Today, the sixteenth of May, I am having a new book published: The Unexpected Life of Oliver Cromwell Pitts (Algonquin). It has already received very fine reviews and I am hard at work on the sequel, but.…
As artistic events go, the official publishing of a book is one of the quietest of artistic events. In Edward Gorey’s The Unstrung Harp–which is, I think, the best depiction of a professional writer’s life—he described, and showed, this kind of publication day. Very soundless. The applause is shall we say, mute. So, anti-climactic. I suppose one might have an event like the opening night on Broadway (or a new Harry Potter book in the stores) or even a gathering of friends and a glass of something, but for me, truly nothing actually happens. Well, yes, you can purchase the book online this day.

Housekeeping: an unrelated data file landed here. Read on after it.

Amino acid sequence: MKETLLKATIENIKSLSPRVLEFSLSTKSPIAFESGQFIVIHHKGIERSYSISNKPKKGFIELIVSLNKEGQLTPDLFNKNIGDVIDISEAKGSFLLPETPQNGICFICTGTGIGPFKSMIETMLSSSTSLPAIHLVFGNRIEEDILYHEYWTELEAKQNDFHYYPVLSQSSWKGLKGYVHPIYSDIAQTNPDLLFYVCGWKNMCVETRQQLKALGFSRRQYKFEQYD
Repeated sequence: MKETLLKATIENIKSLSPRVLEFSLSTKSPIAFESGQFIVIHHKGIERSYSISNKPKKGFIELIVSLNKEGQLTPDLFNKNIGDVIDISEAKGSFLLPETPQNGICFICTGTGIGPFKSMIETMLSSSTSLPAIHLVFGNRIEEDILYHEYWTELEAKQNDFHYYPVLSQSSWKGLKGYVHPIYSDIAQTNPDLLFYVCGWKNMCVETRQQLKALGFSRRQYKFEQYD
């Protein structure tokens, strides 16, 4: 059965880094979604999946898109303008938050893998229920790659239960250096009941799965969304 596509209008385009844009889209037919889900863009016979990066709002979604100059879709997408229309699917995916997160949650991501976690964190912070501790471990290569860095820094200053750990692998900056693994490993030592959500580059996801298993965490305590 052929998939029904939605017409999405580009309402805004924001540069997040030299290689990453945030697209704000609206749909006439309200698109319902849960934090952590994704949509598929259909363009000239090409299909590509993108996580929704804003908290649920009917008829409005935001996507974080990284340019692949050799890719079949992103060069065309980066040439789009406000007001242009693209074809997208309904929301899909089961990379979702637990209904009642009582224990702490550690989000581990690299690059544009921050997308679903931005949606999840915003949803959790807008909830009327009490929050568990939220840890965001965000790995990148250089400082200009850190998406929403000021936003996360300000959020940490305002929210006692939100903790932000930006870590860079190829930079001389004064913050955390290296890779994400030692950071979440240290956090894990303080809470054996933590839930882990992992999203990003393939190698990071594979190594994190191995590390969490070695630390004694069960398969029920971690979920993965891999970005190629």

As I write this, whereas I have an ARC (Advanced Reading Copy), I have yet to have the actual book in my hands, which will be slightly different. I am curious: What will the heft of the book be? What kind of paper did the publisher use? How will it feel?
Yet, as I say, I am working on the sequel; the next book is pretty much done (I just spoke to my editor about adding one word) and there is yet another work, undergoing revision. Then, too I need to be thinking about another promised book.
Is there any art as quiet as writing? These days, hardly the scratch of a pen. Just tap-tap-tap.
2 thoughts on “Musings on Publication Day”
Publication day for most books is not a party. Anne Lamott has a good description of it in Bird by Bird. The blogosphere and other internet gathering sites are places you can hear the sound of one hand clapping… Glad you let your friends know.
I’m clapping for your latest.